Even with Wilson Ramos in the fold, offense remains the Tampa Bay Rays’ top priority. Several potent bats remain in free agency, most of which are priced out of the Rays’ tight budget. However, one-year stopgaps that will require a modest financial commitment are possible.
That brings us to veteran speedster Rajai Davis. The 36-year-old outfielder has seen action in past 11 seasons and while never a standout talent, Davis’ contributions have been as reliable as they come.
Last season for the American League Champion Cleveland Indians, Davis swatted a career-high 12 home runs -— none as big as his game-tying, two-run blast off then-Chicago Cubs closer Aroldis Chapman in Game 7 of the World Series.
While the Cubs ended up winning the series, Davis cemented his name in baseball lore. The Indians, who just signed Edwin Encarnacion to a three-year, $60 million deal are reportedly tight on cash. Therefore, a reunion with Cleveland is off the table.
Eduardo A. Encina of the Baltimore Sun reported last month that the Baltimore Orioles have some interest in Davis. However, the Orioles are still looking at free agent slugger Mark Trumbo and other options, so Davis may be more of a last resort than a desperate need.
As the Rays look to add some stability to the lineup, Davis is somebody who can help in several roles.
Outside of 2015, Davis has stolen at least 22 bases in every season since 2007. Last year for the Indians, Davis stole an AL-best 43 bases. Davis became the oldest player to steal 40+ bases in a season since Ichiro Suzuki stole 40 bases as a 37-year-old in 2011.
Davis’ 365 career steals are the fifth highest total among active players, behind Ichiro, Jose Reyes, Carl Crawford and Jimmy Rollins.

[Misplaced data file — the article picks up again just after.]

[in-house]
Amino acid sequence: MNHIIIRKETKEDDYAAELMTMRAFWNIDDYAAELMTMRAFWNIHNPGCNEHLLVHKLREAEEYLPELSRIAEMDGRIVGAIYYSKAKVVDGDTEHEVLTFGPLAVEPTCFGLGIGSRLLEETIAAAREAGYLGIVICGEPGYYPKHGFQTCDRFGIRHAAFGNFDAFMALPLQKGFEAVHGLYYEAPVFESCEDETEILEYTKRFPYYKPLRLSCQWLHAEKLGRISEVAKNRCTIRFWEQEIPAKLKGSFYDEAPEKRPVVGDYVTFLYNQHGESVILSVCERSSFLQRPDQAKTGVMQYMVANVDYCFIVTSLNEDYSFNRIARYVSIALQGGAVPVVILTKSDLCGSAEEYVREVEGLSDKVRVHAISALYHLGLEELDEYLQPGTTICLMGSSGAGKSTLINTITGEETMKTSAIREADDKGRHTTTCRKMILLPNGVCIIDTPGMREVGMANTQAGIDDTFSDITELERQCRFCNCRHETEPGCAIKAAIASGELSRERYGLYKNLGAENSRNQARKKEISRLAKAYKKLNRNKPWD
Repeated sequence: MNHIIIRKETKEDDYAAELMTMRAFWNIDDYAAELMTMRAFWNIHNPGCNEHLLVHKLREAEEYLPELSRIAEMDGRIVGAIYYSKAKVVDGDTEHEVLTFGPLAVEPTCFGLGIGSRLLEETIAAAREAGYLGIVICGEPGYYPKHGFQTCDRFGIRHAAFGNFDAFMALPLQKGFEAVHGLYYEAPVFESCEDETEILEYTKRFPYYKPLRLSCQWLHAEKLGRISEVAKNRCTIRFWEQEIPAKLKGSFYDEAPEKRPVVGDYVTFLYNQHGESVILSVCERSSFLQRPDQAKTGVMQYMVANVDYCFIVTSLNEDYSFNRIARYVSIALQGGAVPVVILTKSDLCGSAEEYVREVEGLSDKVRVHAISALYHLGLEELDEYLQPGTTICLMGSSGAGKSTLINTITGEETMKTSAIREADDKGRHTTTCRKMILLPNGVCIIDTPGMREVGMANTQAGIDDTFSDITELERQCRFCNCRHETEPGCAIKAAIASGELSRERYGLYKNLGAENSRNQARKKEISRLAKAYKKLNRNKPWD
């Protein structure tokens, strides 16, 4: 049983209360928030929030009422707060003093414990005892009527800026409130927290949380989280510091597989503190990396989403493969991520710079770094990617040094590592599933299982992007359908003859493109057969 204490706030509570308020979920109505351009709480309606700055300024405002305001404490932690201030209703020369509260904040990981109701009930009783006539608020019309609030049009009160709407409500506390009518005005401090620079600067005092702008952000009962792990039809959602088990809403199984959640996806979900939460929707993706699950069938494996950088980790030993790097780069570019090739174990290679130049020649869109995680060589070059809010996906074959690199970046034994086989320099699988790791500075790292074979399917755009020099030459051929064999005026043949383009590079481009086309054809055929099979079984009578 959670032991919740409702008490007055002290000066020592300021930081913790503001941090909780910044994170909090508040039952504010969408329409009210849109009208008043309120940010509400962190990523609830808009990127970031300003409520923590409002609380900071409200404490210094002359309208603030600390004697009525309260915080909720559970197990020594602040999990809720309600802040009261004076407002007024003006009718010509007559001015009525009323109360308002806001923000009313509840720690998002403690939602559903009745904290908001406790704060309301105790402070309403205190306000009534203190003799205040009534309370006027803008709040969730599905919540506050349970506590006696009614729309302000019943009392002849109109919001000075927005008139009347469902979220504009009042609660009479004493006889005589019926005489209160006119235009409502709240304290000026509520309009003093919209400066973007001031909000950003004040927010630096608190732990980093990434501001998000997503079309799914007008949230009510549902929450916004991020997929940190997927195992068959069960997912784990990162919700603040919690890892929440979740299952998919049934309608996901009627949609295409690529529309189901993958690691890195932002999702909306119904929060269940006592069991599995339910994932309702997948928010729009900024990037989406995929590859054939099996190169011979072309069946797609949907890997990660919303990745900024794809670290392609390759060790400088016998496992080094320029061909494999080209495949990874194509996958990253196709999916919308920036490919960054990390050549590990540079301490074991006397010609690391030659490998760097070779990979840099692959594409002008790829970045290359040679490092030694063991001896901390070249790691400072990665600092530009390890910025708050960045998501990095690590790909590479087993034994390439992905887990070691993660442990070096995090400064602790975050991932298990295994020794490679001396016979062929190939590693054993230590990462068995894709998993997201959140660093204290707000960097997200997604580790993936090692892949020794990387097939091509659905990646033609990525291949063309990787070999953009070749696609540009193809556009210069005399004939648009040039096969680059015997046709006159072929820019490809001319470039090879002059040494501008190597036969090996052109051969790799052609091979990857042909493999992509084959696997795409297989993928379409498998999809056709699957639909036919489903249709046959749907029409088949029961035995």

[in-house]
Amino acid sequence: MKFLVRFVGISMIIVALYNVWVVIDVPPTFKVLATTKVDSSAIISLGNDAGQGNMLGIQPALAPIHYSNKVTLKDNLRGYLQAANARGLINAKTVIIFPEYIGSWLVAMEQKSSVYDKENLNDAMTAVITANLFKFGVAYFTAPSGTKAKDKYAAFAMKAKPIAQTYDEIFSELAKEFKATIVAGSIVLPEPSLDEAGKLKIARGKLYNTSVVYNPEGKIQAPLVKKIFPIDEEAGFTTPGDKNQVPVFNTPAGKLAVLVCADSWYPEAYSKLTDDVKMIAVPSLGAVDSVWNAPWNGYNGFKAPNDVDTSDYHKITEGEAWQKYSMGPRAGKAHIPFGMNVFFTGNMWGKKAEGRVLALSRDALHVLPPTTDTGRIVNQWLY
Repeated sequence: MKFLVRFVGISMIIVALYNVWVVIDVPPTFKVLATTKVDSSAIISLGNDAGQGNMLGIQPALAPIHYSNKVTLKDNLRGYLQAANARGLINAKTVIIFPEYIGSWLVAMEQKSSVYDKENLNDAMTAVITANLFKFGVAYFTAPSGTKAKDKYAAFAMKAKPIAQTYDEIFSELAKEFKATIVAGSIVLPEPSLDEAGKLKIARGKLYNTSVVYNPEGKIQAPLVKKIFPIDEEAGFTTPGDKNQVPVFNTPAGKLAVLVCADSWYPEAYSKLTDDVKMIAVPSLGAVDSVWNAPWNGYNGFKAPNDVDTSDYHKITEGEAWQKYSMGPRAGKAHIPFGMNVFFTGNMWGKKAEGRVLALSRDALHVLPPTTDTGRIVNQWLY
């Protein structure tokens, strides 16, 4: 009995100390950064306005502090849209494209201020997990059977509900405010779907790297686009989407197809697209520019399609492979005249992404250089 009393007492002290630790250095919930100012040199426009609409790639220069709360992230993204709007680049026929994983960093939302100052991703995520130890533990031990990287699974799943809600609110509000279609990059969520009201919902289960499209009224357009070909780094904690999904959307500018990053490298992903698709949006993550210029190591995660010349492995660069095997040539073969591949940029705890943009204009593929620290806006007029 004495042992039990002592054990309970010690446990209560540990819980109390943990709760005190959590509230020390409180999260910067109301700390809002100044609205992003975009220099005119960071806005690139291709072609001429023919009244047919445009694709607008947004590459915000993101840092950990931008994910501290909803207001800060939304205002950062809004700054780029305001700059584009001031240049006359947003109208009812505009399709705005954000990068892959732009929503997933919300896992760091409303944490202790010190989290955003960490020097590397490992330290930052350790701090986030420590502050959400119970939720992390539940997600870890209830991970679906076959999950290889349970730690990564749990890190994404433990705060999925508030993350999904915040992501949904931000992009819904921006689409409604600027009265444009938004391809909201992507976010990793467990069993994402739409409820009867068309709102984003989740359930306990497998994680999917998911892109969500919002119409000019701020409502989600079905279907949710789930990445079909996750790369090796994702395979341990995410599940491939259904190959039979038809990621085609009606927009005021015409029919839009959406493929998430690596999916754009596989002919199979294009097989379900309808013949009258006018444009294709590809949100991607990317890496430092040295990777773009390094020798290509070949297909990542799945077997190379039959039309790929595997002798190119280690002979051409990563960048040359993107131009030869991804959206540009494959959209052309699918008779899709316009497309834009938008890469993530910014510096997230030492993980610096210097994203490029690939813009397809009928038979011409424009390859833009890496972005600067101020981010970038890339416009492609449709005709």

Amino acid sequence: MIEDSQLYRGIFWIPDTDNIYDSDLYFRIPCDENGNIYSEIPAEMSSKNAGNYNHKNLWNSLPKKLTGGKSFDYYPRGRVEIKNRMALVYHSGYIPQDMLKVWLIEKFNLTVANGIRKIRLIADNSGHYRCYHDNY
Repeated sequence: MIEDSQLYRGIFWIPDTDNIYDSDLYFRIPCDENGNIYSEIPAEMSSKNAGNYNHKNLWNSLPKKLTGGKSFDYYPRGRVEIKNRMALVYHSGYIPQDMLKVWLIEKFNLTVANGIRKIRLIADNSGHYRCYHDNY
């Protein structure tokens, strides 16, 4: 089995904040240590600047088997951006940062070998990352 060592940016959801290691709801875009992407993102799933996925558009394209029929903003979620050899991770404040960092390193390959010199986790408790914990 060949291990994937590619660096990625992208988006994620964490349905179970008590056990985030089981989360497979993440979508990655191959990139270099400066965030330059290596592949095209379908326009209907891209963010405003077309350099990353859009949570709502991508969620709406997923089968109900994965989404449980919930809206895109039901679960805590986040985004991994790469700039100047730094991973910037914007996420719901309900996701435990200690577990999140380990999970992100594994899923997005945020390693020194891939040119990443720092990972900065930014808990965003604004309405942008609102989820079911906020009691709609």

Bringing in Davis would give Tampa Bay a speed element it hasn’t seen since the days of the aforementioned Crawford. The Rays finished 2016 with just 60 stolen bases, the sixth-lowest total in the AL. Davis also helps the caught stealing percentage; the Rays were caught stealing an AL-leading 37 times whereas Davis was thrown out just six times in 49 attempts.
Davis would automatically be the second-best defensive outfielder on Tampa Bay’s roster aside from the back-to-back Gold Glove winner Kevin Kiermaier. While Davis’ glovework has generally been solid, FanGraphs has soured on his work in recent years.
Spending most of his time in center field last season, Davis posted a decent UZR/150 (3.6) but a disappointing number in defensive runs saved (-5). Just the year prior, Davis enjoyed a strong defensive season in both UZR/150 (15.0) and DRS (+6). However, those totals came in over 200 less defensive innings compared to 2016.
Corey Dickerson and Steven Souza Jr. are not revered for their defense. In the case of Dickerson — who struggles against southpaws — Davis represents the possible right-handed portion of a platoon. The only other right-handed, in-house option for the Rays is Mike Mahtook, a career .195/.231/.523 hitter.
For his career, Davis has hit lefties to a tune of .288/.343/.437, adding to his appeal as a platoon candidate.
Davis uncharacteristically struggled against left-handed pitchers last season, slashing .235/.296/.374 in 179 at-bats. Against righties, Davis slashed .258/.312/.396 with seven homers.
Those poor numbers against lefties kept his season line at a pedestrian .249/.306/.388. Also, despite his career-high 12 HRs, his strikeout rate climbed to an alarming 21.4 percent.
Even though he is more likely to return to career norms, at 36, Davis’ offense will likely not trend upward so his production the last few seasons is a good barometer of what interested teams can expect.
Instead of being the visiting player who swats two homers in a random September game against the Rays, Davis could be doing it for the Rays next season.
The Rays would not pursue Davis as a full-time outfielder, but consider him more of a compliment to their incumbents. Davis’ salary over the last three seasons has been $5 million, $5 million, and $5.25 million; considering his age, a one-year, $5 million deal seems reasonable for his services.